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Set a pointer to null when deleting?

When you delete a pointer, you should set it to NULL, right?

Joe
Apr 10 '06
51 10607

Joe Van Dyk wrote:
Object B gets deleted. It is (and out of my control) deleting the
Object A pointer. It's not setting the Object A pointer to NULL.


It probably can't. Unless the function taking the pointer requires a
pointer to pointer or a reference to a pointer then it can only set its
own copy of the pointer to 0. Pointers are just values that contain
number representing addresses in memory. If you pass a pointer by
value you can't exactly effect anything by setting that value to 0 on
the other side...the original copy of the pointer is unchanged.

So, whether or not Object B is setting the pointer to 0 is an unknown
at this time and it doesn't really matter. You need to keep in mind
that B is apparently taking ownership of the pointer it is passed and
act accordingly, by possibly copying the object and passing the copy or
some other solution that makes sense to your problem.

Apr 10 '06 #11
Joe Van Dyk wrote:
I'mÂ*notÂ*terri blyÂ*smart,Â*yo uÂ*see.


Why aren't you using a smart pointer? Then they can do the thinking for you.
(Roughly..;)

--
Phlip
http://www.greencheese.org/ZeekLand <-- NOT a blog!!!
Apr 10 '06 #12

"Joe Van Dyk" <jo********@boe ing.com> wrote in message
news:Ix******** @news.boeing.co m...
When you delete a pointer, you should set it to NULL, right?

Joe


I'm a little surprised at the responses you've been getting from some very
experienced programmers. While a smart pointer might be the best solution
for your particular problem it doesn't answer your question.

I think the correct answer to your question should be: if you intend to
check the value of the pointer later on you should set it to NULL, otherwise
it doesn't matter. Some programs use the actual value of a pointer as a flag
whether it is pointing to something that needs to be deallocated. In those
cases you should null it when deleting. However, nothing in standard C++
depends on the value of a pointer after calling delete on it.

Also keep in mind that calling delete on a null value is a noop so you don't
need code like this:

if (ptr != 0)
delete ptr; // null-check not needed
Which allows you to write code like this (no endorsements made):

Foo *foo = 0;

:
:

if (allocFoo)
foo = new Foo;

:
:

if (deleteFoo)
{
delete foo;
foo = 0;
}

:
:

delete foo;
The code above is not that likely to occur as shown but inside
constructor/destructor code you might encounter this sequence of events.

Andrew


Apr 10 '06 #13
Victor Bazarov wrote:
Joe Van Dyk wrote:
[..]
Let's see if I can explain what's going on...

I've got an object (Object A) that contains two pointers to objects
that Object A didn't create.

So something like

class Other;
class A {
Other *not_mine_1, *not_mine_2;
public:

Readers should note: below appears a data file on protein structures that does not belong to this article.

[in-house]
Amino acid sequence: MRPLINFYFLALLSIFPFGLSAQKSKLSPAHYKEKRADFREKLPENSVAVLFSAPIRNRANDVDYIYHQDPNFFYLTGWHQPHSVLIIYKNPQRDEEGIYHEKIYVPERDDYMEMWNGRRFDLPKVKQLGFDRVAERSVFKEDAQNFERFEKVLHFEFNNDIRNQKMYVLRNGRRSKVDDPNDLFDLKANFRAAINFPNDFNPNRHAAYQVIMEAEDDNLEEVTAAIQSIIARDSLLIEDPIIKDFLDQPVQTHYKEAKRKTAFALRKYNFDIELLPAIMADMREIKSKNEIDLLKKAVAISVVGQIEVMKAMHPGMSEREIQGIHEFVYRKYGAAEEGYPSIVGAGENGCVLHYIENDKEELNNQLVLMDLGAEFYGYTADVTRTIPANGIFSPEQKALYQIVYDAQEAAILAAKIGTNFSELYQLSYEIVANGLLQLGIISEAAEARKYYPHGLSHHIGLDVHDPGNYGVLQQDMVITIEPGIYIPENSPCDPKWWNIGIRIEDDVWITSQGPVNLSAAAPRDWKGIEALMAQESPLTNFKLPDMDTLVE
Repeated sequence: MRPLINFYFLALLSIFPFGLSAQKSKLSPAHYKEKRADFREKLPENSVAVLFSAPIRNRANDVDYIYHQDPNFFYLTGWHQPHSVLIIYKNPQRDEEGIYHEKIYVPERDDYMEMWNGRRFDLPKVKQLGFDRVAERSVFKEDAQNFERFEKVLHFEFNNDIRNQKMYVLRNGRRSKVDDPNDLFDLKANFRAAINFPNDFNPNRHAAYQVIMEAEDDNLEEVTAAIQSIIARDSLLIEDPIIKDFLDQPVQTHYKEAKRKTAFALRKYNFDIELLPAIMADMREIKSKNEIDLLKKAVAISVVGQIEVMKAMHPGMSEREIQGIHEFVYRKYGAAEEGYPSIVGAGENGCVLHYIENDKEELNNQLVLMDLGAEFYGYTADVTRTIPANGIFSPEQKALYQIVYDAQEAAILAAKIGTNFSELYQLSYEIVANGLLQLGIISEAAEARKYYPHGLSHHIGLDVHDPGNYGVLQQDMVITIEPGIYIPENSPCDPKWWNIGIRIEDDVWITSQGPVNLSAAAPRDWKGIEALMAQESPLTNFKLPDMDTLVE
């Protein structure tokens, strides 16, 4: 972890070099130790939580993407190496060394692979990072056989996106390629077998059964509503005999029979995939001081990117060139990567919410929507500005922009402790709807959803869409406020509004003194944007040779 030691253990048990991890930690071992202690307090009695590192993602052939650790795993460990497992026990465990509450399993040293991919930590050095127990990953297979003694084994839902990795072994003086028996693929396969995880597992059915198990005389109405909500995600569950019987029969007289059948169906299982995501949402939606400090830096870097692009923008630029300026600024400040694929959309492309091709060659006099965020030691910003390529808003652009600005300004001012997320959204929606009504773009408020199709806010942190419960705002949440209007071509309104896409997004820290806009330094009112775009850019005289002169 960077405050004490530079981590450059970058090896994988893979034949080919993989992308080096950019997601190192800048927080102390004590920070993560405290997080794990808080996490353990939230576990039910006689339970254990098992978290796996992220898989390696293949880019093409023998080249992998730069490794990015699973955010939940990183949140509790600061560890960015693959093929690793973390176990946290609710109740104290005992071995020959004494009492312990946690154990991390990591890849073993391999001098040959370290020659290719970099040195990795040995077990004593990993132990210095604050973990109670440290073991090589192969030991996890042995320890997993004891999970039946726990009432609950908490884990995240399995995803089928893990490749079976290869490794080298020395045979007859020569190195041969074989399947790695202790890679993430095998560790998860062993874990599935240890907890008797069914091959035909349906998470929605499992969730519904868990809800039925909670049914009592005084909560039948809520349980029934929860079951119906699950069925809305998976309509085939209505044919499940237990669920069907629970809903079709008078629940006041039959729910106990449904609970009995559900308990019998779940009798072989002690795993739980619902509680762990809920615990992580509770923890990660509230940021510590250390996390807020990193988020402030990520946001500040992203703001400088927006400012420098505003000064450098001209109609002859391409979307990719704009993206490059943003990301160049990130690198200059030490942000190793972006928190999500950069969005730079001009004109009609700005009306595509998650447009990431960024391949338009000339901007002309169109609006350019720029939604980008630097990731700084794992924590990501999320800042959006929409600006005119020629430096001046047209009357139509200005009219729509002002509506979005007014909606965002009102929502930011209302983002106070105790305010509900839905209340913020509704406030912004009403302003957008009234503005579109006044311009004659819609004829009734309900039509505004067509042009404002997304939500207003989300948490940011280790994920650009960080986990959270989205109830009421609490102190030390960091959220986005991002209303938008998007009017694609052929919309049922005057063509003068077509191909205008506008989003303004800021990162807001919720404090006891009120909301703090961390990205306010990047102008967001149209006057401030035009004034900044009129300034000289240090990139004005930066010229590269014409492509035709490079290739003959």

~A() {} // do nothing to pointers
};

There's another object in the system, Object B. Object B has a
function that requires an Object A pointer.

class B {
public:
void foo(A* aptr);

private:
A* aptr_; };

Object B gets deleted. It is (and out of my control) deleting the
Object A pointer.

Which A pointer? You didn't say that B _owned_ a dynamic A object.


void B::foo(A* aptr)
{
aptr_ = aptr;
}

B::~B()
{
delete aptr_;
}
It's not setting the Object A pointer to NULL.

Shouldn't be a problem _even_if_ the B actually owned that A and had
a pointer to that dynamic object.

Now, there's threads involved here, so that may be complicating
things... but I was curious as to if the Object A pointer should be
set to NULL when Object B deletes it.

Well, no. Your problem is most likely is elsewhere. Read about "The
Rule of Three" and follow it (concerning the B class). Also, make sure
you're not deleting that B object _twice_ somewhere.

V


Yes, it's entirely possible the problem is elsewhere. I was just
wondering if it was something silly I was doing.

Joe
Apr 10 '06 #14
Phlip wrote:
Joe Van Dyk wrote:

I'm not terribly smart, you see.

Why aren't you using a smart pointer? Then they can do the thinking for you.
(Roughly..;)


Because I need to pass a raw Object A pointer to Object's B function. I
(as of now) can't change the code of class B to use smart pointers. I
don't think a smart pointer can help me there...

Apr 10 '06 #15
andrew queisser wrote:
I'm a little surprised at the responses you've been getting from some very
experienced programmers.
Some of us know the textbook answer (set the friggin' pointer to NULL),
while some of us can't remember the last time we actually did that. There's
more reasons than smart pointers.

Another alternative is to set the pointer equal to the address of a static
NullObject. Consider this code:

p = getPointerFromW hatever();
if (p)
p->method(42);

Using NullObjects, that becomes this:

p = getPointerFromW hatever();
assert(p);
p->method(42);

The code is one tick simpler; it has one less 'if' statement.

Replacing conditional statements with the interactions of virtual methods is